Friday, November 23, 2012

Black Friday of the heart

The sign of Thanksgiving is a turkey, a reminder of gratitude for the food that helped American pilgrims survive a harsh winter nearly 400 years ago. I doubt that the survivors would recognize their simple feast in our gluttony of food and deserts. Thanksgiving gives cultural permission to eat too much among the comfort of family and friends. I'm glad we have the abundance here to enjoy the feast!

After Thanksgiving, the country goes mad. The sign of post-thanksgiving is "Retail = $X; BUT SALE = $x" on what we call Black Friday. I joined the fray a few years ago to see what the "fuss and fun" was about. The jostling, anxious faces, and greed appalled me. I've never had the stomach to participate again.

Some families or girlfriend groups make a sporting tradition of the occasion, taking the day to compete for bargains and shop together. That's cool -- sort-of. Great that it gets families together. Great that it helps the economy shake off a lethargic fall sales. But ...

I'm going to issue an unwelcome challenge today, based on this question: "Are our traditions and celebrations built more around American values than God's pleasure?"

Every tradition celebrates a core value. Thanksgiving demonstrates our gratitude for God's provisions and human relationships. In the Church, the Eucharist (or Communion) celebrates the death and resurrection of Jesus and our ensuing salvation. Baptism showcases the commitment of believers to live for God within the community of faith for the rest of his/her life. We have valuable family traditions, community traditions, and national traditions.

But what does Black Friday memorialize, with its rituals of spending precious life/time marking out deals and routes to stores? Of lining up in the early morning hours for the best bargain? Of spending beyond our budgets to buy things we want but don't need? Of pushing others aside for our "right" in a competition to snatch up temporal goods?

How much time have we (myself included) spent mapping out how to reach our neighbors for Christ? Have we arrived early to church to volunteer for set-up or to welcome those coming to our community of faith? Have we spend beyond our budgets to meet missionary appeals or support church projects? Have we pushed other volunteers and attendees to the forefront for recognition that they are serving and worthy of notice, regardless of our part in serving (or do we snatch the glory "due us" as volunteers or coworkers)?

SOME of you have! And kudos to you. God recognizes the honor due you and will reward every deed done in secret, every effort done for his Glory. He has said he will not share his glory with any others, gods or human. So when we glorify ourselves and stuff, how will God respond to us?

Confession time: I've overspent on things I want, just like you have. When my husband has noted our credit card entries, I have given him "good reasons" for expenditures. But God has been speaking to me about the values of time spend earning that money, time invested in maintaining the goods acquired, and the clutter in our lives because I've focused on acquisition of goods rather than on "treasures in heaven," things that matter to God.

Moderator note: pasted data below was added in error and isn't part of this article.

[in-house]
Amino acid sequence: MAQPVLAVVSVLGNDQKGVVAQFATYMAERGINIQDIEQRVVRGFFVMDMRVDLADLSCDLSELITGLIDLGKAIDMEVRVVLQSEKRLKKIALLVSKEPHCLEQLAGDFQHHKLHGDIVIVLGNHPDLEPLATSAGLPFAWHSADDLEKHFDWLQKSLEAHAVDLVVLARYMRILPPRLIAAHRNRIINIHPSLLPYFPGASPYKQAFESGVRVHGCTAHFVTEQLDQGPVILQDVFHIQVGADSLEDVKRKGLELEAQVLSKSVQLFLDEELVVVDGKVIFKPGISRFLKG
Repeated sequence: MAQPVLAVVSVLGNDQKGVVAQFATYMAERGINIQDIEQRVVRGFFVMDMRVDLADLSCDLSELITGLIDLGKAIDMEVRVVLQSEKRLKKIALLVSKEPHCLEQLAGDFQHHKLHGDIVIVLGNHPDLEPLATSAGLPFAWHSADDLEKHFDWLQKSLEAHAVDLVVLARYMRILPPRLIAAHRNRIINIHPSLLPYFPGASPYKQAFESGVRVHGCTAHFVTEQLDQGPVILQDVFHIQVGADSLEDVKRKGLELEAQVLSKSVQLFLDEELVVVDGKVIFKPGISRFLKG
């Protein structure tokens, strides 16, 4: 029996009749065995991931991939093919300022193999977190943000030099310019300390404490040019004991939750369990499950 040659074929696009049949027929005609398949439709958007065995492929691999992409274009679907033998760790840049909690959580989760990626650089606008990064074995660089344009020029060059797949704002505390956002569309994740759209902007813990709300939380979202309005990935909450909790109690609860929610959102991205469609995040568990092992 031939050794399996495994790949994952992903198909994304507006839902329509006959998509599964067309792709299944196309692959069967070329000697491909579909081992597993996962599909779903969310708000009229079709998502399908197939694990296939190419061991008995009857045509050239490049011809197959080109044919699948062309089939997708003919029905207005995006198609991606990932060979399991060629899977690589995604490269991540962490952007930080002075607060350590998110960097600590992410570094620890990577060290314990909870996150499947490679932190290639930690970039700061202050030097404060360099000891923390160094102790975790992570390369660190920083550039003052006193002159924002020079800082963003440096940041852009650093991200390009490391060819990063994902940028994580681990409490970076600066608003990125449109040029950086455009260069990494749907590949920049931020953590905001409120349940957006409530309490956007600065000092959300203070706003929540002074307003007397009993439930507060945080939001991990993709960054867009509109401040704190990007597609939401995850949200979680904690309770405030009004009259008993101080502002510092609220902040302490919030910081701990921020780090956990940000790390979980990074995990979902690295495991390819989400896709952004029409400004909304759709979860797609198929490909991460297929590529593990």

At SBL last week (a conference of Bible scholars), presenters commented on the rituals of societies. Like us, the peoples of scripture celebrated passages of time, rites of birth, puberty, marriage, and death, and other significant times of life. The Canaanites of biblical times ritually sacrificed humans, as did later Aztecs, to appease their gods and ensure prosperity.

Today, on Black Friday in the USA, I'm examining the expenditures, the full house, and time spent on things that don't last. We've set up the tree and hauled the decoration boxes into the living room. A friend comes Monday to celebrate the beginning of the season by helping me decorate it. However, I will take time today for soul-relief, quietly reflecting on scripture, searching my heart to consider the month ahead in light of my spiritual formation. I'm asking:
  1. What is important? - to God - and to His Church - and to us / me? Do these values align?
  2. How am we demonstrating our core values? Has the world pressed us into its mold?
  3. How can we glorify God and bless others in the coming Christmas season by living by true and eternal values?
  4. Once the shopping season and Christmas celebrations are over, what will remain? Trash and wrapping paper? Excess stuff jammed into closets and cupboards? Fights over who got the best gift? Disappointment that we didn't get the present we hoped for? 

Will you and I waken to the New Year with a sense of satisfaction, brimming with soul treasures and memories of God-among-us in His Presence and Glory? That's my desire! What's your deepest wish for Christmas this year?

Read more:
*God said, “I have set my bow in the clouds, and it shall be a sign of the covenant between me and the earth.” Genesis 9:13

*Show me your glory, I pray. Exodus 33:18

*Then Jesus took a cup, and after giving thanks he gave it to the disciples, and all of them drank from it. He said to them, “This is my blood of the covenant, which is poured out for many.” Mark 14:23-24

*Jesus revealed his glory; and his disciples believed in him. John 2:11

Moravian Prayer: Lord, we admit that it is often personal glory that we seek. Today let us seek your glory; for when we see it fully we will be blessed. That blessing is far greater reward than any personal achievement. Together we look both outward and inward to see your presence.

Father, you give us signs of your promises each day. Help us to be aware of the signs you show us today. Amen.

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